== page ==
Embraer mulls 130- to 150-seater with 2,000nm range: analyst

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Embraer is trying to decide if the market exists for a super efficient 2,000nm range airplane in the 130- to 150-seat segment, according to Bank of America/Merrill Lynch Research analyst Ronald Epstein.

"I said they would look at it, study it," said Epstein in an interview today with Air Transport Intelligence and Flightglobal. "They are a very clever company and they will move forward very carefully."

Such an aircraft would provide significantly less range than the 2,950nm range of Bombardier's 110/130-seat CSeries aircraft, but would have "less weight, less fuel and less maximum takeoff weight", noted Epstein.

Furthermore, he said, "There is one argument that might be true that the CSeries may have too much range for an aircraft of its size."

Embraer has been studying whether or not to re-engine its E-Jets or develop a larger capacity clean sheet design aircraft. A decision is expected to come by year-end. If the Brazilian airframer decides there is a market "for a really efficient 2,000nm airplane" it can "either stretch the E-195 and put new engines on it or do a whole new airframe with cockpit commonality [with the E-Jets]", said Epstein.

He added: "I'm not sure [what Embraer will do]. I think they're trying to figure that out too."

Whatever it decides, Epstein is confident that Embraer's customers will respond favourably to a 130- to 150-seater from the manufacturer. "When you think about the market, if you can go to 60 of your E-190/195 operators and say, 'we can offer an airframe with cockpit commonality that seats 20 or more passengers, do you want it', I'll bet they'll put up their hands and say 'sure'. So I think that is what they're trying to mull over."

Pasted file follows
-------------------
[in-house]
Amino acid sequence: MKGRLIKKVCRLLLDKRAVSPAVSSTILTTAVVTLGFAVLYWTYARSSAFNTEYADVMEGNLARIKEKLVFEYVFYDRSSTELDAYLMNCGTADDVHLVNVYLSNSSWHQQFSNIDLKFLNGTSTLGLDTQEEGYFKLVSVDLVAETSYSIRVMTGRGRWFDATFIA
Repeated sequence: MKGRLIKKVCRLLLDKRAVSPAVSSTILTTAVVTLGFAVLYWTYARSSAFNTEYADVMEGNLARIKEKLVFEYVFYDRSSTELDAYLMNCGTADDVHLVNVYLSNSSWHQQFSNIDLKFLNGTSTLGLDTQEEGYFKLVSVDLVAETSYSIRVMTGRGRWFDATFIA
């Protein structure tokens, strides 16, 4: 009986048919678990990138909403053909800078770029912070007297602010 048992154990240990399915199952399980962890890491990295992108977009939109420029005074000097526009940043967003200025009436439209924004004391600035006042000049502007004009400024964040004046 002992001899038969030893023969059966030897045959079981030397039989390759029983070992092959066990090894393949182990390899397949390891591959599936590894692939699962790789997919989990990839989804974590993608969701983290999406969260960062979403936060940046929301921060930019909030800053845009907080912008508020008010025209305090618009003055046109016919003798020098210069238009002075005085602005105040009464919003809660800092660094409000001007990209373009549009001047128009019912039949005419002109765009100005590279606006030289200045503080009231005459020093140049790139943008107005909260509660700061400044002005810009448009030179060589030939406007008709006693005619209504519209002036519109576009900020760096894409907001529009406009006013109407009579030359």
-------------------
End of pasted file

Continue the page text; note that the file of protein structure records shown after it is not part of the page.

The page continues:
Epstein believes Embraer is in a "pretty enviable" position as it considers it options because Airbus, Boeing and Bombardier have defined their plans for next generation narrowbodies.

"In a funny way, I think they are in catbird seat, because all the cards are on the table and now they get to decide to do with their hand. Bombardier went first. Then Airbus did a beautiful strategic thing with the A320neo [new engine option]. Boeing got backed into it with the most ungraceful launch of a [re-engined] airplane back in the hotel room in Dallas. And then there is Embraer. They have all the pieces and just need to figure out what to do. I think they are in a really good position."